Next booked a 18.6% increase in first-half net profit

Next booked a 18.6% increase in first-half net profit

After booking a "stellar" first-half performance, UK fashion giant Next Plc has detailed the progress it has made in upgrading the quality and design of its product ranges, new and improved sources of supply and the introduction of premium priced merchandise. 

The company's five priorities for the year include improving product and design, developing Retail stores as well as its Directory business in the UK and overseas, and the Label division.

Within improving product and design, Next said it has made a "considerable effort" to upgrade the quality and design of its ranges over the last three years. "Whilst it is hard to empirically measure any of these factors, we believe that collectively they have made a significant difference to the performance of our ranges." 

New supply sources and fast response
One of the retailer's main product priorities is improving value. New sources of supply, Next says, have allowed it to reinvest savings into improved quality across its ranges.

Speaking at a press briefing in London today (11 September), CEO Simon Wolfson elaborated on the new sources of supply. "It's mainly the development of countries that we're already in, who are increasing their capabilities," he told just-style.

For example, he said, countries like Bangladesh, which used to produce only very basic products, are now making a more advance product. This, Wolfson explains, is "allowing us to get mid-range price points at better prices than we were getting with from other more expensive sources of supply".

And the group believes there is scope to continue this process of upgrading its products over the next twelve months.

When asked about Next's fast response suppliers, Wolfson said: "We're going to moderately increase over the next couple of years the stock we buy closer to the season.

"It's important, but the most important thing is actually not ordering at the last minute, but actually taking bigger risks earlier and adopting new trends with conviction early in the cycle rather than trying to catch them last minute."

The comments come after the retailer unveiled plans to move away from a two season buying cycle to a four season cycle in March. The aim, it said, would be to increase the availability of cold weather clothing in January, February and March and warm weather garments in August and September.

Premium product
Another of Next's product priorities is the introduction of new premium product. The company said it has for winter this year "stretched our price architecture to include premium products selling at prices we would previously have shied away from".

The group hopes these ‘top end items', which will become more apparent as the year progresses, will inspire and help develop its core ranges. "However, we must be careful not to allow excitement at the top end of our price architecture to distract us from our financially more important core business," Next stressed.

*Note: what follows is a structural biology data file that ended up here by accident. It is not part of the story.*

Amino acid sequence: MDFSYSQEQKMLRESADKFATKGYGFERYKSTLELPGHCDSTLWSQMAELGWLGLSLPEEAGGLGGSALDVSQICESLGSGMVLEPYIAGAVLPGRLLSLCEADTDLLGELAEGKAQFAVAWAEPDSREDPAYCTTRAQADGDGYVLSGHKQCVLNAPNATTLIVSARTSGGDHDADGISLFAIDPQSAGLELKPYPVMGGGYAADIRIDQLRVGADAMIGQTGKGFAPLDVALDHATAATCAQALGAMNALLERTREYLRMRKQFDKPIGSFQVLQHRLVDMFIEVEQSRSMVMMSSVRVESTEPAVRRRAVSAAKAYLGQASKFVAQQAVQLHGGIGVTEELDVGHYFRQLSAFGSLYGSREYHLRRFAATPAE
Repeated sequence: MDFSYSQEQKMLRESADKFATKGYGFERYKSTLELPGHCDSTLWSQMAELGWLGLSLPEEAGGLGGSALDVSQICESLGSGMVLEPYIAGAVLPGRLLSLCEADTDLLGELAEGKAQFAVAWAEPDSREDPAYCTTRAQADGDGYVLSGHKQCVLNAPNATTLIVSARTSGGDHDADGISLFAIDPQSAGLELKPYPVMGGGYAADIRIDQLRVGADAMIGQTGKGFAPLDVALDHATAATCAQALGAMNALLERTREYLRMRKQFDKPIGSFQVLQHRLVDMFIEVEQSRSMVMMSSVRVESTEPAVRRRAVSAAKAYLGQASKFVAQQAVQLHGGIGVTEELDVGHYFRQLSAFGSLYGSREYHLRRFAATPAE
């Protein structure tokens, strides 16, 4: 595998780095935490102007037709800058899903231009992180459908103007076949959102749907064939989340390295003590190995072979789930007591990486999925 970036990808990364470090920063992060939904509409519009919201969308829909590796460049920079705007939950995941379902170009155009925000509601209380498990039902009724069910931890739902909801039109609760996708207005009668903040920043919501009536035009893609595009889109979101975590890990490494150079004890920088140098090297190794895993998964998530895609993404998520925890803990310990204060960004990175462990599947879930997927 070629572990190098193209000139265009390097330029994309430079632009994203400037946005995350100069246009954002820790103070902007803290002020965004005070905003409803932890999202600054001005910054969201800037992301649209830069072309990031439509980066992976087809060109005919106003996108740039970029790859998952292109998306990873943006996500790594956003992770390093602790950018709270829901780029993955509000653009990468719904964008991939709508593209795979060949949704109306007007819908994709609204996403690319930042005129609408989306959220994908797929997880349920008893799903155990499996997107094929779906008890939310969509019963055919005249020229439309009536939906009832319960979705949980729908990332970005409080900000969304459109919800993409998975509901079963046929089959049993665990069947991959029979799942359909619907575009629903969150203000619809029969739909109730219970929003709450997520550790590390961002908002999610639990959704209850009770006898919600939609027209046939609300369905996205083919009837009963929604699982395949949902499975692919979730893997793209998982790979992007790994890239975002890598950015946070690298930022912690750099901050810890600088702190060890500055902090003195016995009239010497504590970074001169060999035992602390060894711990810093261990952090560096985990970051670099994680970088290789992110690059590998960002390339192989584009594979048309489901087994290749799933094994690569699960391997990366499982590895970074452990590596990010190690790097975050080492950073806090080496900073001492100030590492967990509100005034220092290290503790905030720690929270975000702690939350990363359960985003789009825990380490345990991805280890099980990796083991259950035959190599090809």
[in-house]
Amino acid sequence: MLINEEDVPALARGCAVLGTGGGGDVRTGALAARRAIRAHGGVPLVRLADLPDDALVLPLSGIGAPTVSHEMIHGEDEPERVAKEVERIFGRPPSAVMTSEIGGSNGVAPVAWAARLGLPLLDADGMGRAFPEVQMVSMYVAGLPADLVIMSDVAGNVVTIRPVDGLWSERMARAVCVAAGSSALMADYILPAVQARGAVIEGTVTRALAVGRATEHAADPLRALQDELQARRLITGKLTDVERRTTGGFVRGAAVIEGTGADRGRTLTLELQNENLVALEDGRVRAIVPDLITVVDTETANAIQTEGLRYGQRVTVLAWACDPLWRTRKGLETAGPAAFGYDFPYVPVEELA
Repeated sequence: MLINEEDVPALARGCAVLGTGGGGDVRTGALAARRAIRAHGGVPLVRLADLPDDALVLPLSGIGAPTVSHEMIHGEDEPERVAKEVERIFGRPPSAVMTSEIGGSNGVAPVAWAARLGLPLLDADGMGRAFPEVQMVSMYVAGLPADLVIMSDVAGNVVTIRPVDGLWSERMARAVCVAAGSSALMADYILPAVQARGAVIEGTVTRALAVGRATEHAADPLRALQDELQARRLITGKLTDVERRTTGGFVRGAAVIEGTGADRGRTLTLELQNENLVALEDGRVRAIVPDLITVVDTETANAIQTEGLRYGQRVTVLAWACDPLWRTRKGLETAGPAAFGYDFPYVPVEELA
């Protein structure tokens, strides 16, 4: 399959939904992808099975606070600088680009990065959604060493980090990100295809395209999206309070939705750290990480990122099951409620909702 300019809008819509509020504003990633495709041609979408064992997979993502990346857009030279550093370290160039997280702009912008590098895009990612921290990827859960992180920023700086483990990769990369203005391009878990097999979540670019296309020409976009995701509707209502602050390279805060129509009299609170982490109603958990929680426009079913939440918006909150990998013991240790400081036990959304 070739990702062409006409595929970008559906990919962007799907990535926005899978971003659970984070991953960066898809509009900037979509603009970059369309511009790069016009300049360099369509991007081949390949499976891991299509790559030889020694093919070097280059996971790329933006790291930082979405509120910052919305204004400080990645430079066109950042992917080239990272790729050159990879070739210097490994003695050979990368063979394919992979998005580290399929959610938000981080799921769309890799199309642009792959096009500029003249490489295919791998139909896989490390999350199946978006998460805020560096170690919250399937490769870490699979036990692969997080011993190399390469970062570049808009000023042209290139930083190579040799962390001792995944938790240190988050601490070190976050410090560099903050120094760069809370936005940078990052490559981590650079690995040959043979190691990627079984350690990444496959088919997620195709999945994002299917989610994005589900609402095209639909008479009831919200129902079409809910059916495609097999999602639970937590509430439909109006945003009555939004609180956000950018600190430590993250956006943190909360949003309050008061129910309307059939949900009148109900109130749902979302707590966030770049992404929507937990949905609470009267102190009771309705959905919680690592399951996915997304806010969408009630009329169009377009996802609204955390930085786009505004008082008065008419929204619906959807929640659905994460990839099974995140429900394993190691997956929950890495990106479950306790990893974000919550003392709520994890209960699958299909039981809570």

Wolfson said the premium priced product will be a be a big part of its range, adding: "We know that our bread and butter is the core range". But at the same time, the CEO believes "it's important for us to try new things and sometimes we can price ourselves out or we can exclude ourselves from some fabrics, some factories, some embellishment techniques by constraining our price points".

"I think it's important, particularly where there's an important fashion trend, to try things at a higher price point," he added.

International business
During the last six months, Next has begun trading online in 11 new territories, including China. Commenting on this, Wolfson said: "We have put big caveats round China opening in China. I think because it's a very big country, people expect far more from it than it's actually likely to deliver in the short term."

China is hard to get right - logistically and administratively, he noted. Next intends to spend one to three years getting the logistics and the administration right. Only once it has sorted these out will the retailer "push for growth", according to Wolfson.

Although the opening has "gone well", he said the retailer does not expect the move to make a meaningful contribution to its overseas business for at least two or three years.

In terms of the outlook for the general economy, Wolfson believes things are "on track". "The economy feels a much more comfortable place to be this year than it has done for the last five or six years," he said.

But, it might not be all plain sailing for Next, Wolfson implied. He said there is a risk for the company because it is at the top end of the mass market, and a lot of its customers have mortgages.

"A rate rise will moderate growth," he added. "My own view is that I don't think a rate rise is going to derail recovery, but I think it's an important factor that people should be aware of for next year. I don't think we're going to see a boom, because interest rates will inevitably moderate growth as a recovery takes place."

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